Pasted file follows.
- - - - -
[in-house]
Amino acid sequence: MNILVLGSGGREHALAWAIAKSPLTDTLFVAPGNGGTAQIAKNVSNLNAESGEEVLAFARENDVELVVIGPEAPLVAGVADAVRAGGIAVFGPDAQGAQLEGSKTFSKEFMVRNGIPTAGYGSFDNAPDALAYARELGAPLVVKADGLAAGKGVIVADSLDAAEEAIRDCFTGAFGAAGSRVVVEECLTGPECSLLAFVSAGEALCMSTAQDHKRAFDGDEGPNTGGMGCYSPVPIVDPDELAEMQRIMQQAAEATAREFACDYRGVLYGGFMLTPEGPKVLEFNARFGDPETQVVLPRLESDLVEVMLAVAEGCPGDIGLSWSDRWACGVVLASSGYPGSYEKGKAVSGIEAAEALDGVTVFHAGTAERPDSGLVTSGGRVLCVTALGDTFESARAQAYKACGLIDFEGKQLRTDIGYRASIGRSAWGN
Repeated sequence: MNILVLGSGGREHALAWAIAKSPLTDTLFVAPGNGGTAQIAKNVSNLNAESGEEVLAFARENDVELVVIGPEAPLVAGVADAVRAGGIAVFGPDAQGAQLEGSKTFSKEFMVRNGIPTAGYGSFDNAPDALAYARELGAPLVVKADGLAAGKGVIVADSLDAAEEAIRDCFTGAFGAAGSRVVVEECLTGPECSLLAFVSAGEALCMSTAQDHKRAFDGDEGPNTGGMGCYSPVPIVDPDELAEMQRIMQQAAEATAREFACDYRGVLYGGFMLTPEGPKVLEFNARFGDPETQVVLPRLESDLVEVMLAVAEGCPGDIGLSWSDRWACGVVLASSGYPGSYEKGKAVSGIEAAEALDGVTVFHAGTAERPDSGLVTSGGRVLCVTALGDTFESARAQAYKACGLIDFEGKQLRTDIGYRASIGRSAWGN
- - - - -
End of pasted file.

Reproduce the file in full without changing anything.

[in-house]
Amino acid sequence: MNILVLGSGGREHALAWAIAKSPLTDTLFVAPGNGGTAQIAKNVSNLNAESGEEVLAFARENDVELVVIGPEAPLVAGVADAVRAGGIAVFGPDAQGAQLEGSKTFSKEFMVRNGIPTAGYGSFDNAPDALAYARELGAPLVVKADGLAAGKGVIVADSLDAAEEAIRDCFTGAFGAAGSRVVVEECLTGPECSLLAFVSAGEALCMSTAQDHKRAFDGDEGPNTGGMGCYSPVPIVDPDELAEMQRIMQQAAEATAREFACDYRGVLYGGFMLTPEGPKVLEFNARFGDPETQVVLPRLESDLVEVMLAVAEGCPGDIGLSWSDRWACGVVLASSGYPGSYEKGKAVSGIEAAEALDGVTVFHAGTAERPDSGLVTSGGRVLCVTALGDTFESARAQAYKACGLIDFEGKQLRTDIGYRASIGRSAWGN
Repeated sequence: MNILVLGSGGREHALAWAIAKSPLTDTLFVAPGNGGTAQIAKNVSNLNAESGEEVLAFARENDVELVVIGPEAPLVAGVADAVRAGGIAVFGPDAQGAQLEGSKTFSKEFMVRNGIPTAGYGSFDNAPDALAYARELGAPLVVKADGLAAGKGVIVADSLDAAEEAIRDCFTGAFGAAGSRVVVEECLTGPECSLLAFVSAGEALCMSTAQDHKRAFDGDEGPNTGGMGCYSPVPIVDPDELAEMQRIMQQAAEATAREFACDYRGVLYGGFMLTPEGPKVLEFNARFGDPETQVVLPRLESDLVEVMLAVAEGCPGDIGLSWSDRWACGVVLASSGYPGSYEKGKAVSGIEAAEALDGVTVFHAGTAERPDSGLVTSGGRVLCVTALGDTFESARAQAYKACGLIDFEGKQLRTDIGYRASIGRSAWGN